And we all know the frustration of finding a good energy, Internet or television supplier. Multiple providers with multiple packages to choose from and comparison sites which all give a different price. It’s a lot of hassle.

Or not?

There are also experiments and studies that prove the opposite. As Marketing Experiments publishes an experiment in which the removal of a single input field resulted in a request for a conversion decline of nearly 40%.

Consumers also show a link between supply and quality: the more freedom they have, the better they beooordelen the company or brand. In an experiment, bought 80% of the participants’ t up to the mark with most products.

It is important to focus your offer: a restaurant with an extensive menu of one cuisine (Thai) was highly rated but same menu plus dishes from other cuisines scored worse.

It also shows that consumers make better choices in a wider range. To choose from 100 kinds of snacks you must sort in mind – and it appears that we choose rather than rational arguments. A healthy apple can we justify ourselves easier than a packet of biscuits.

What do you have now with this?

Offering too many choices is sometimes a problem. But not always. How to here as a company dealing with?

Test everything you let visitors choose. Subscription or contact forms for example, but also think of your navigation menu, subscription and payment plans and call-to-action in a newsletter or on a landing page. Run A / B tests so you can compare the results.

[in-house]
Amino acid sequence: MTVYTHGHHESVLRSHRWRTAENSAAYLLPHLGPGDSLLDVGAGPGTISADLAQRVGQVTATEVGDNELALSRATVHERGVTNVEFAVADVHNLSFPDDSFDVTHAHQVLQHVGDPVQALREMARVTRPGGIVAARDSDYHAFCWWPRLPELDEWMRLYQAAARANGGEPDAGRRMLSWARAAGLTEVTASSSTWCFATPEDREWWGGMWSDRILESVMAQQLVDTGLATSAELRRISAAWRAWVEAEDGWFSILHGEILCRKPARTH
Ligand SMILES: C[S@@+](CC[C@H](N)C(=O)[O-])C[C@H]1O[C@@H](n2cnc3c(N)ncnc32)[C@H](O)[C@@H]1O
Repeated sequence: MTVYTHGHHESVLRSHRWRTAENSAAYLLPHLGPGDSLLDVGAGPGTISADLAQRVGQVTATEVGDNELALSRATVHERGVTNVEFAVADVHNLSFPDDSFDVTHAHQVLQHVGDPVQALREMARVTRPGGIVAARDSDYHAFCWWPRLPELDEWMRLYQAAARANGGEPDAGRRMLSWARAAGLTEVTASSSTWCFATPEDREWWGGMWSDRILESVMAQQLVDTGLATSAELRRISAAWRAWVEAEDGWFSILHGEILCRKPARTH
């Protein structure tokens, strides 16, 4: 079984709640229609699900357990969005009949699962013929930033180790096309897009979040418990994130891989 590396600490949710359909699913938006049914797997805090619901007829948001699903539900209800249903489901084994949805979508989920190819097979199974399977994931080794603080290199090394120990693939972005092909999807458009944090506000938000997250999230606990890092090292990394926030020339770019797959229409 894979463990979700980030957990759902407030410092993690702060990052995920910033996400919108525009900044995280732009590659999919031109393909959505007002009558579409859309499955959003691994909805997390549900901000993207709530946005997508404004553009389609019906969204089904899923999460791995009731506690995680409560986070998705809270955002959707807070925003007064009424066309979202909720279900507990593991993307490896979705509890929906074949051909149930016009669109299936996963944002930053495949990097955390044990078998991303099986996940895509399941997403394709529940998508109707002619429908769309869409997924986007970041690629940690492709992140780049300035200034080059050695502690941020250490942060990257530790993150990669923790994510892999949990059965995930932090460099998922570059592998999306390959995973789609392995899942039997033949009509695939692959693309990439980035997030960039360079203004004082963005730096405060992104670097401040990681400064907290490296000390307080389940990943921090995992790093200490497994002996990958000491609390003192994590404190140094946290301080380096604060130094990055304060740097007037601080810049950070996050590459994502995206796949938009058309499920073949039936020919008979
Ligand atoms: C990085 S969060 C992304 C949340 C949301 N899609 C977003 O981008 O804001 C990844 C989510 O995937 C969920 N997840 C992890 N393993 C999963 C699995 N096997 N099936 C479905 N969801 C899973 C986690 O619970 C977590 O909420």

Make the choices as simple as possible. Specify menu items clear names that people recognize. Offers you multiple plans? Put the advantages and disadvantages clearly at a glance. Help Scout cleary shows the differences between their three options are:


Advise people in their choice. A new mobile figure can be difficult. Therefore Belsimpel a decision aid. You fill in what your wishes are and you will see the three best phones. So help your customers to choose easily among hundreds of options.

Many products? Provide good filters. This, too, does well Belsimpel. You can filter by brand, price, color and variety of specific options. With filters, it is not only important that you have enough – you have to make it properties which would restrict people.

Unfortunately, there is no ready answer.

“Less is more” is not always true. But ‘more is more’ either.

So it is not wise without A / B testing, you shorten forms or to put one call-to-action in your newsletter. It is indeed wise to look at your website and marketing strategy critically. What choices allows you to create users? Are they all necessary? How are they presented?

The trick is not to stick to one principle. You should listen to your customers, understand what they want to test whether your site meets it – and adjust the process so that you are responding perfectly to the preferences of your customers.